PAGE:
Courier Letters to the Editor 7-15-15

Why the rush?

Dear Editor,

Many question the timing and rushed process used to remove the Confederate flag from Statehouse grounds. Honest answers to a few questions are revealing. The flag was at its location on the Statehouse lawn for 15 years, if it was such a pressing issue, why wasn’t something done about it during the last 15 years?

Why did they only act when national TV cameras showed up? Is it right to bypass the normal legislative process and rush this legislation through now, forever linking the tragedy in Charleston to the removal of the flag, and by association saying anyone who supports the flag is no better than the killer of those innocent Christians in Charleston?

There is a time and place for all things, and rushing legislation through, whether the flag stays or goes, in the aftermath of the Charleston massacre seems mighty insincere on the part of some politicians. Could the flag debate not have waited a few months until after the TV cameras and national media move on to the next tragedy?

I believe it could have.

Phillip Bowers

Six Mile

This has gone too far

Dear Editor,

I was proud to see our state coming together across racial and economic differences to give loving support to the victims, their families and the community of Charleston in the wake of the tragic shootings. This was in stark contrast to Baltimore or Missouri, where hand-in-hand we condemned the killer and his message. Instead of street violence erupting, true brotherhood was starting to shine, a reflection of our state’s deep Christian heritage.

This would have been a unifying event if it was not for some politicians, outsiders and the national media, who chose not to further this coming together, but instead pulled out the Confederate Battle Flag and used it to drive a wedge of division through the state.

The media labeled the flag as a racist symbol, and those who fly it or support it in any way as white supremacists. Often this racist label was pinned to the entire state, as the media had a take-no-prisoners approach. This was unfair. As polls show, some see the flag as racist, but the majority do not, instead seeing it as a symbol of Southern heritage or representing rebellion against a growing and more intrusive federal government.

Instead of pointing out this mischaracterization and defending our citizens, their heritage and our state, Gov. Nikki Haley and most of our state representatives called for the removal of the flag and said no more, seemingly accepting the racist label the media tagged to our state.

My representative, Neal Collins, went along with it all. He made it clear the only thing he would support was taking down the flag, its flagpole and the fence around it — no compromise. He even voted against replacing the battle flag with the current South Carolina state flag, leaving the impression he finds it offensive as well. There were other attempts at a reasonable compromise, including letting the people decide by referendum. All were rejected.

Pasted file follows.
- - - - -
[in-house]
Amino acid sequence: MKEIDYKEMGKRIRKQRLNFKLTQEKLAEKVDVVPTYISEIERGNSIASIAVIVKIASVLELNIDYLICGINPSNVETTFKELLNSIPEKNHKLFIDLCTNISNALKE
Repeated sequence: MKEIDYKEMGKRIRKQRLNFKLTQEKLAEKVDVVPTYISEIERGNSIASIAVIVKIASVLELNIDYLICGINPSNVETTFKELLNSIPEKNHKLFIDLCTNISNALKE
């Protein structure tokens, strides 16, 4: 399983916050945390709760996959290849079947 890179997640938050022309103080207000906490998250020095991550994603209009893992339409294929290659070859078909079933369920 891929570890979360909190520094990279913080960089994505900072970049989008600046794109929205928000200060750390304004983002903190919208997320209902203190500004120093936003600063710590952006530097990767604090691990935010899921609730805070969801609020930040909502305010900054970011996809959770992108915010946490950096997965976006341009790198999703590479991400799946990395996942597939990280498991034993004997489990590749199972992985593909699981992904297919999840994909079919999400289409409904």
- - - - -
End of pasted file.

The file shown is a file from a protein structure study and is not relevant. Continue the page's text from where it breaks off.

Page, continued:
The media came in, smeared the state and all of us in it, wanted the flag down “now,” and too many of our state representatives just went along with their agenda.

Seeing little resistance, the media is now branding anything to do with Southern tradition as racist and demanding all monuments tied to the Confederacy be taken down, too. When are our state leaders going to stand up against this? By their actions, they are surrendering our culture and heritage to those who would define that culture and heritage by the actions of a racist mass murderer. This has gone too far.

Rick Tate


Now is time to raise taxes for schools

Dear Editor,

I never thought I would be writing this, but I agree with Alex Saitta.

Saitta, a Pickens County School Board member, pointed out at the last board meeting and again in a letter to the editor that the school district had cut 55 teaching positions over the last two years and planned to cut another 15 for a total loss of 70 teachers. As Mr. Saitta said, “How is that going to help students?” It won’t.

However, where Mr. Saitta is wrong is blaming those cuts on the school district putting teachers’ step increases back in the budget. First, 55 of those positions were lost before the school board gave teachers their step increases back.

Secondly, Mr. Saitta is right — many business owners and workers went two, three and four years without pay raises during the recession. But the School District of Pickens County has gone without a pay increase for 11 years. That is how long it has been since there has been a millage increase in Pickens County for operational expenses for Pickens County schools. Over that time, I have seen classroom supply funding cut again and again, programs lost, teacher pay cut, and as Mr. Saitta points out, teacher positions lost.

Yes, businesses and workers suffered during the recession, but so did our schools. A lot of my peers and friends who worked in the teaching profession are now gone, a lot of the programs that made Pickens County one of the top school districts in the state have been lost and we struggle to provide a decent education for our children. Why? Because we have been denied the funding.

All across Pickens County, I see signs of recovery — businesses remodeling and expanding, new businesses like the Sam’s shopping center in Easley, the Wal-Mart shopping center in Pickens and the Publix shopping center in Clemson opening, many new apartment buildings going up and the housing market recovering.

Yet our schools and our children are not allowed to share in the recovery? How long will building the new schools be held over our heads? Until there are no teachers left?

Mr. Saitta claims he supports Pickens County teachers, that he wants to fight to keep classroom teachers, and that he wants to improve education for the children of Pickens County. Now he has an opportunity to put his words into action. I call on Mr. Saitta to do the right thing and demand a millage increase for the operating expenses of the School District of Pickens County to save teachers’ jobs.

I call on Mr. Saitta to prove he is indeed “for the teachers and children of Pickens County.”